Maintaining the optimal temperature and humidity inside the gallery is important as fluctuations can cause the expansion or shrinkage of materials and may cause surface materials to crack or warp.

McClelland Gallery has a climate control system that maintains the temperature at 21 degrees Celsius and humidity at 50%.

The climate control system also has an air pollution filter to reduce particles in the air and dust as these can be very abrasive. As such carpet in the gallery is not the preferred flooring as it creates dust. Where it is used it is 100% wool and not synthetic.

Lighting

Both the type and level of lighting is also controlled in the gallery as dyes and pigments are vulnerable to damage by light. McClelland uses halogen and tungsten lighting that creates a yellowing light which helps to protect works and has little or no UV. A lux meter measures the amount of light in any given area, the optimal lighting depends on the style of work, such as works on paper in contrast to an oil painting or a sculpture.

Sculptures are often made from materials that are not light affected so storage and display lighting is more thematic.

Works on paper are very vulnerable to light damage. They are shown at 50 lux or less and are not displayed for long periods of time. They are often rested at a ratio of 3:1 meaning that they will be stored for three times longer than they are on display. Direct light and sunlight will damage paper and the pigments used on it.

Paintings are often shown in lighting up to 200 lux. You will notice that the lighting in a gallery for an oil painting will be brighter than for works on paper.

Handling artworks

When handling artworks is is always a good idea to wear protective gloves. This prevents oils and dirt from hands damaging artworks. Even the cleanest hands will have some oils on them.

Works on paper are carried by the side of the frame and supported underneath, they are never carried but the top of the frame. When resting against walls they are never allowed to touch the floor.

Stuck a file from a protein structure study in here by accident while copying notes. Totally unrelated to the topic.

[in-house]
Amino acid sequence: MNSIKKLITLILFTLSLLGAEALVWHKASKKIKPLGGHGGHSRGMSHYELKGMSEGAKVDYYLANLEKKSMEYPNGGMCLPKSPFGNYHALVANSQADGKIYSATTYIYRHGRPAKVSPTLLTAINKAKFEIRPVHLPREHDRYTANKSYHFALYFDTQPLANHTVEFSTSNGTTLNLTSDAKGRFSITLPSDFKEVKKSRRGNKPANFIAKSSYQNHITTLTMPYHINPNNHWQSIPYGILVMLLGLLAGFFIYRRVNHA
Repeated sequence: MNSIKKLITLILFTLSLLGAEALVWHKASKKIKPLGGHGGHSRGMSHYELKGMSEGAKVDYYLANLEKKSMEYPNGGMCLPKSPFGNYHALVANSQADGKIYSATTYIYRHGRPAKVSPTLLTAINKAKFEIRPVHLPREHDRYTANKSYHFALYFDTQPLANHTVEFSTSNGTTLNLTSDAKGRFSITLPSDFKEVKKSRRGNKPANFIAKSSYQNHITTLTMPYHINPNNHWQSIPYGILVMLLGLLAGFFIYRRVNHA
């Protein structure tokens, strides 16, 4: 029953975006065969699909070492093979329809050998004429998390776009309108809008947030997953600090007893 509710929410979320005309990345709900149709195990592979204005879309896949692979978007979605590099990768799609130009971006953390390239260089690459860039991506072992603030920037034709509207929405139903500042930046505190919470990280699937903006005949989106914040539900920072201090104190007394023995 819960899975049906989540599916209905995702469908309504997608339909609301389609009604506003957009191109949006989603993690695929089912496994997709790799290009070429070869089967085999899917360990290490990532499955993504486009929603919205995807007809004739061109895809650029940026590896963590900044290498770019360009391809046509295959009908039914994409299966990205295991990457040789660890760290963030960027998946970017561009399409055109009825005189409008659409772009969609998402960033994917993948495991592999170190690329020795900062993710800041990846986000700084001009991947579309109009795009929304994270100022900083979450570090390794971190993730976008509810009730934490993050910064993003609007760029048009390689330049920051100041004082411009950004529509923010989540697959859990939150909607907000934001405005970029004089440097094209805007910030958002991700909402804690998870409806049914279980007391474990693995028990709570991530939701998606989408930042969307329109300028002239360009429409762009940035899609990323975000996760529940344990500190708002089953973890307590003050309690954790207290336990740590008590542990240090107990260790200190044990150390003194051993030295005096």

Vessels and pots are lifted holding the sides and supported underneath.

Vermin Control

Insects and vermin can damage artworks by gnawing and leaving droppings. Regular checking of stored and displayed artworks will minimise this happening. Insect repellant and chemicals can damage artworks so the obvious methods used in our homes is not the way to protect art. Sometimes the works are frozen to kill off insects and their eggs. Before using any chemical you need to check that it is safe to use near or on your art.

McClelland also regularly checks all their works on display in the sculpture park. Being exposed to the weather and human interaction means that cleaning and repair are required. Some of the works have a protective coating for dealing with the elements.

Management Reports and Infrastructure

Condition reports are filled out when an artwork enters or leaves the gallery to ensure that no damage has occurred during transit or whilst on display. These reports often accompany artworks as they travel.

Transport of valuable artworks is handled by a professional and experienced group that specifically handle art for galleries. Transportng art may not occur to many but it has to be done as carefully as storing and displaying. The vehicles are specially designed to protect art from weather, heat, cold, damp and damage as well as security from theft. this is much more than the art courier that may take a local artist’s work to a local exhibition.

Security and fire protection are also of major concern to any gallery holding valuable works. Most of this is computer controlled these days with links to central locations that monitor the gallery 24 hours a day 365 days a year. McClelland also has the advantage of live in grounds people so there is always someone on the property looking out for all the artworks.

My Tour

I know all the above is a lot of technical information to take in but more important, I feel than my own personal impressions and feelings about touring the archives, which was, by the way, amazing.